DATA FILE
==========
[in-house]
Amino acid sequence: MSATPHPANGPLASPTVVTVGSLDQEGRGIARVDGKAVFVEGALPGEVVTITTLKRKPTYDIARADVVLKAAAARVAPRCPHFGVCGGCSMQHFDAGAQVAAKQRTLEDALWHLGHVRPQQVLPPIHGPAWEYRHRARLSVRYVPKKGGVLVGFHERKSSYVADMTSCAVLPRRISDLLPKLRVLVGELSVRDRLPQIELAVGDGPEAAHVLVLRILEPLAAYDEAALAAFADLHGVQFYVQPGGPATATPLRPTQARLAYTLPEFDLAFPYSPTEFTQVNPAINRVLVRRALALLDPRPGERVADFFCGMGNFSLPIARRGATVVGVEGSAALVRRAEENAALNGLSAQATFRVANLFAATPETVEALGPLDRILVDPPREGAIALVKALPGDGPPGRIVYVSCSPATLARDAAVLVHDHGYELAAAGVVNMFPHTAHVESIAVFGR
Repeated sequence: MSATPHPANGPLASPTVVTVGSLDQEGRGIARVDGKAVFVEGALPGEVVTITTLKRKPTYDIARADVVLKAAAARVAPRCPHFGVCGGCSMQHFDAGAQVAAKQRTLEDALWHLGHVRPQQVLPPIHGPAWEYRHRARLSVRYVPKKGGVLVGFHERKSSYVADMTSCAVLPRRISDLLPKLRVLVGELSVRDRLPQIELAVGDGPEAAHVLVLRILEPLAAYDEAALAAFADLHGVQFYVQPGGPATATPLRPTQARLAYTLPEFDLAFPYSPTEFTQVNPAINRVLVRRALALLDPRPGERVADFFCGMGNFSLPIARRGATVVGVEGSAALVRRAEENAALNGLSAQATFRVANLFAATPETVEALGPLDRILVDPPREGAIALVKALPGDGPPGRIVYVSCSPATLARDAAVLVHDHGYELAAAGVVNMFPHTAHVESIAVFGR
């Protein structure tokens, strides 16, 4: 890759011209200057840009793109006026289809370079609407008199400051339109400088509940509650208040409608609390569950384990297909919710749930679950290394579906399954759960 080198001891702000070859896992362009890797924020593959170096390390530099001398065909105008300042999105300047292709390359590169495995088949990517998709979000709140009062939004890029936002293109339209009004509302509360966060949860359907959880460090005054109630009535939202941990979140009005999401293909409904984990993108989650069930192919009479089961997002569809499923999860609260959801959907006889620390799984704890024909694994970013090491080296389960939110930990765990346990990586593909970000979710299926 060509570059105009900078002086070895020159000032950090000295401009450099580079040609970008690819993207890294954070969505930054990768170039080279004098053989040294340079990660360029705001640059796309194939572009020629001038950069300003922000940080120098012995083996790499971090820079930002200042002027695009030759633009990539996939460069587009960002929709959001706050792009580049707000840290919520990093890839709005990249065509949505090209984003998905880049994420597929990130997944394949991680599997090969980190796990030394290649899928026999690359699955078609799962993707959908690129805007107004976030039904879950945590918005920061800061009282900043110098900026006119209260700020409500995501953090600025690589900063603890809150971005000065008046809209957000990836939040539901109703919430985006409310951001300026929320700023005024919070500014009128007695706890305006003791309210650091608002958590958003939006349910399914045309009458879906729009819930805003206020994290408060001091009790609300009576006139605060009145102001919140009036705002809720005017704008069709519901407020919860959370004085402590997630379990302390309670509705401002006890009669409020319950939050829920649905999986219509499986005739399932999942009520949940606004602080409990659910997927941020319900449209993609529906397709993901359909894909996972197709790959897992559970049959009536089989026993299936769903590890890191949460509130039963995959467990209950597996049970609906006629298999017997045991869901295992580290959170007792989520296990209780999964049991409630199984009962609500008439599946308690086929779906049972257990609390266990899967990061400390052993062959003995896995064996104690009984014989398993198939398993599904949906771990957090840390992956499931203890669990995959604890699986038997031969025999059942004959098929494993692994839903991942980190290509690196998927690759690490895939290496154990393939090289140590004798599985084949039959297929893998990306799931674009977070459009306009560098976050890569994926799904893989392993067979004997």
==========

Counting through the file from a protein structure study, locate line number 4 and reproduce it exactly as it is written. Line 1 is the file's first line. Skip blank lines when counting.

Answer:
């Protein structure tokens, strides 16, 4: 890759011209200057840009793109006026289809370079609407008199400051339109400088509940509650208040409608609390569950384990297909919710749930679950290394579906399954759960 080198001891702000070859896992362009890797924020593959170096390390530099001398065909105008300042999105300047292709390359590169495995088949990517998709979000709140009062939004890029936002293109339209009004509302509360966060949860359907959880460090005054109630009535939202941990979140009005999401293909409904984990993108989650069930192919009479089961997002569809499923999860609260959801959907006889620390799984704890024909694994970013090491080296389960939110930990765990346990990586593909970000979710299926 060509570059105009900078002086070895020159000032950090000295401009450099580079040609970008690819993207890294954070969505930054990768170039080279004098053989040294340079990660360029705001640059796309194939572009020629001038950069300003922000940080120098012995083996790499971090820079930002200042002027695009030759633009990539996939460069587009960002929709959001706050792009580049707000840290919520990093890839709005990249065509949505090209984003998905880049994420597929990130997944394949991680599997090969980190796990030394290649899928026999690359699955078609799962993707959908690129805007107004976030039904879950945590918005920061800061009282900043110098900026006119209260700020409500995501953090600025690589900063603890809150971005000065008046809209957000990836939040539901109703919430985006409310951001300026929320700023005024919070500014009128007695706890305006003791309210650091608002958590958003939006349910399914045309009458879906729009819930805003206020994290408060001091009790609300009576006139605060009145102001919140009036705002809720005017704008069709519901407020919860959370004085402590997630379990302390309670509705401002006890009669409020319950939050829920649905999986219509499986005739399932999942009520949940606004602080409990659910997927941020319900449209993609529906397709993901359909894909996972197709790959897992559970049959009536089989026993299936769903590890890191949460509130039963995959467990209950597996049970609906006629298999017997045991869901295992580290959170007792989520296990209780999964049991409630199984009962609500008439599946308690086929779906049972257990609390266990899967990061400390052993062959003995896995064996104690009984014989398993198939398993599904949906771990957090840390992956499931203890669990995959604890699986038997031969025999059942004959098929494993692994839903991942980190290509690196998927690759690490895939290496154990393939090289140590004798599985084949039959297929893998990306799931674009977070459009306009560098976050890569994926799904893989392993067979004997």